The experts also emphasised on the necessity of yearly eye exams to detect glaucoma early and prevent visual loss.

“Even though there is no preventive treatment for glaucoma except regular eye exams, you can follow certain measures to manage your eye health. It involves taking vitamins and minerals necessary for good eye health (such as zinc, copper, selenium and vitamins A, C, and E), exercising appropriately (after consulting your doctor), limiting caffeine intake, drinking plenty of fluids, sleeping with your head raised and strictly adhering to your medication schedule,” Dr. Deven Tuli, Senior Consultant Glaucoma at the ASG Narang Eye Center in New Delhi, said.

Dr. Tuli told Financial that proper and timely treatment can prevent further blindness. It is advisable to visit an ophthalmologist for regular preventive eye check-ups who can further conduct IOP pressure and Fundus Examination to recommend a healthy diet to protect your eyes, he added.

“Early detection is key to prevent vision loss, as once lost it cannot be reversed. Visit an ophthalmologist at least once every two years to get your eyes checked. The early symptoms of glaucoma are normally detectable during an eye exam by an optometrist or ophthalmologist. Tonometry, ophthalmoscopy, and perimetry are simple tests for detecting increased eye pressure (tonometry), optic nerve damage (ophthalmoscopy), and vision loss (perimetry). Additionally, your doctor may perform other procedures, such as gonioscopy and pachymetry, which measure the angle between the cornea and iris,” Dr. Rishi Jain, Medical Director, Allergan an AbbVie Company said.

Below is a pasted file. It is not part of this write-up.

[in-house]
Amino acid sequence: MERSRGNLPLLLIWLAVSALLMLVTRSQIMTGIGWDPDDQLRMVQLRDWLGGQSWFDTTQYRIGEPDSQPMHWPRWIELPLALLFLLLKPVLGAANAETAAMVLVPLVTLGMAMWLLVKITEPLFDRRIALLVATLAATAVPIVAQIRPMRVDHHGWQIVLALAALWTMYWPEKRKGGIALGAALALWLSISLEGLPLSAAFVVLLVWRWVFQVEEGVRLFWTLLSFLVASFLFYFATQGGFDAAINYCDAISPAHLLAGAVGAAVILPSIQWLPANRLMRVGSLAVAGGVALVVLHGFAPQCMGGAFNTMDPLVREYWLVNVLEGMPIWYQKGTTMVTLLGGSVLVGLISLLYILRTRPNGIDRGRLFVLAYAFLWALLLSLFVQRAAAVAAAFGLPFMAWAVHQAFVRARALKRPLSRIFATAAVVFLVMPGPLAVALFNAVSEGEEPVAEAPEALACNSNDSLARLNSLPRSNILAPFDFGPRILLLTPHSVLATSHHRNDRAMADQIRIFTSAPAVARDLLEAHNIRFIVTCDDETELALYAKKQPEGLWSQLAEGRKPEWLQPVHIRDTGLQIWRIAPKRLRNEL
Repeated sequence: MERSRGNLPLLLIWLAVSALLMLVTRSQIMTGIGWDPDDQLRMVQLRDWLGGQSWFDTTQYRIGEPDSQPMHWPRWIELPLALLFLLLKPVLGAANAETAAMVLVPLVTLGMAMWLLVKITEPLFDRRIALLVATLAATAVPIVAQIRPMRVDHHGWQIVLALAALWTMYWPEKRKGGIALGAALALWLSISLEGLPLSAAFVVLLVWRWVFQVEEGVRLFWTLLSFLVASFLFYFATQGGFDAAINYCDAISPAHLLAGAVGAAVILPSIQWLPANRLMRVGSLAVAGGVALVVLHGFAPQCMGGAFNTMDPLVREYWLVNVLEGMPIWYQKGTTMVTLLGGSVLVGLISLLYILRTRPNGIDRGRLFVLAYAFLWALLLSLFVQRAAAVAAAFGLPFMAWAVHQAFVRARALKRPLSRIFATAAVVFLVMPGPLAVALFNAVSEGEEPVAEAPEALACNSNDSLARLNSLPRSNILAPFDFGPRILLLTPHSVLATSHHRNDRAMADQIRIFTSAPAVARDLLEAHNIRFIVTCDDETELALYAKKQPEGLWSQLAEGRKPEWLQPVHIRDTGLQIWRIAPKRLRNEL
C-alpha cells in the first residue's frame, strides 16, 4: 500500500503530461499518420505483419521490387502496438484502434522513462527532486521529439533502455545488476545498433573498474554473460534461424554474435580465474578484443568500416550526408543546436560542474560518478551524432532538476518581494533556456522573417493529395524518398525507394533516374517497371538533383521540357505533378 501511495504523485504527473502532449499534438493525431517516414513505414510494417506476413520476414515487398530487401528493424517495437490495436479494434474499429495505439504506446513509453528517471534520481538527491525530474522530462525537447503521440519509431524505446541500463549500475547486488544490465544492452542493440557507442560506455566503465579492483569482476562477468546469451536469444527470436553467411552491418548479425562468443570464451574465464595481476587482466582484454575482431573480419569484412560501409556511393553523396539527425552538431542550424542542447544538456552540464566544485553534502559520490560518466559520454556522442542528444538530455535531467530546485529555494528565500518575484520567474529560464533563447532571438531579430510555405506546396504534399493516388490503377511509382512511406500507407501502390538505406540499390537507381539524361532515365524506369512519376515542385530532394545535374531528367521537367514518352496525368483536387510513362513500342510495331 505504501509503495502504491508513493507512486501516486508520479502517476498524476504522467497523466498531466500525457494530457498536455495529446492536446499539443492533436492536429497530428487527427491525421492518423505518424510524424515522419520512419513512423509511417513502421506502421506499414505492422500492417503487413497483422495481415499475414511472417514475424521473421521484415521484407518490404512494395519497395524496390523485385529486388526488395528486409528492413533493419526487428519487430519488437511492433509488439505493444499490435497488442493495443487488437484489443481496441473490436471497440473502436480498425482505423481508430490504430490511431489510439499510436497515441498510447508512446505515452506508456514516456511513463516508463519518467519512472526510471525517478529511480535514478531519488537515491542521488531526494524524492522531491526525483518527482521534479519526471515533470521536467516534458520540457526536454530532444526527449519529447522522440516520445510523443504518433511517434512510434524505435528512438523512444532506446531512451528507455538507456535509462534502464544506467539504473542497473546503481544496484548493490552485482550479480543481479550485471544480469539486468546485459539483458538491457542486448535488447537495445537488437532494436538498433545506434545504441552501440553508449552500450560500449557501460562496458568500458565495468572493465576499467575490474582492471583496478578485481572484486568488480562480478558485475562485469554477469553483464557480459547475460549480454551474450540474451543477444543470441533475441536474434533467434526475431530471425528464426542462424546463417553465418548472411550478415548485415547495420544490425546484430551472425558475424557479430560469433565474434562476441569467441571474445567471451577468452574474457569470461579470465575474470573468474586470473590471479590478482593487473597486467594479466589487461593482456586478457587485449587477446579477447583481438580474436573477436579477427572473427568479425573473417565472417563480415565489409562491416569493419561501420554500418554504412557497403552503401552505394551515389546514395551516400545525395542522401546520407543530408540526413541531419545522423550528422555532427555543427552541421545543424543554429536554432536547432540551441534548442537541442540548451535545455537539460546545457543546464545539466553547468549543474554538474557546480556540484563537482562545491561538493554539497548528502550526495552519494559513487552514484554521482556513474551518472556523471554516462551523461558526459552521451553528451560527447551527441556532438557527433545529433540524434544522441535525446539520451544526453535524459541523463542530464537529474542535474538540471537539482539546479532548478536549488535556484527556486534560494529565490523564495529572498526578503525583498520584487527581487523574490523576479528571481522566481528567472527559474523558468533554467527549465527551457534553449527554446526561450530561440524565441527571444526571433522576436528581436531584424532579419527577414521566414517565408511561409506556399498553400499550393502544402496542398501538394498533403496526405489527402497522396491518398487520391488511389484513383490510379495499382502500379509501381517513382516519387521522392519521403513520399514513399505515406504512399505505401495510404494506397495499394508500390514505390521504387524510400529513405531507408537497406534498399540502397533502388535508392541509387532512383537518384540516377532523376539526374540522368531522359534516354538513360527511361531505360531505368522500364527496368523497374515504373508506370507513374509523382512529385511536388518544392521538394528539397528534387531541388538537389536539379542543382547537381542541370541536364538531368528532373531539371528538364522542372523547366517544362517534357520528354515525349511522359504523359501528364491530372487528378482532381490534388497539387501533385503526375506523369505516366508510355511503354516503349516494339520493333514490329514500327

Dr. Tuli also told Financial that eye drops, laser procedures and surgeries are the treatment options available for the glaucoma patients in India.

“Screening is another challenge…we are not doing enough Glaucoma screening in the country. To overcome this, the government is doing Glaucoma screening combined with cataract screening and diabetic retinopathy. The challenge is to create the infrastructure and manpower. Although, some challenges have been tackled several challenges remain at large,” Dr. JC Das, Senior Most Glaucoma Specialist told Financial

According to Dr. Tuli, there is a lack of healthcare infrastructure.

“I don’t think we have more than 2000-2500 glaucoma experts in the country. Although we have ophthalmologists which will be around 25,000-30,000 in the country glaucoma experts are very limited. So, definitely, there is a healthcare resourcing limitation,” he added.

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First published on: 13-03-2023 at 12:11 IST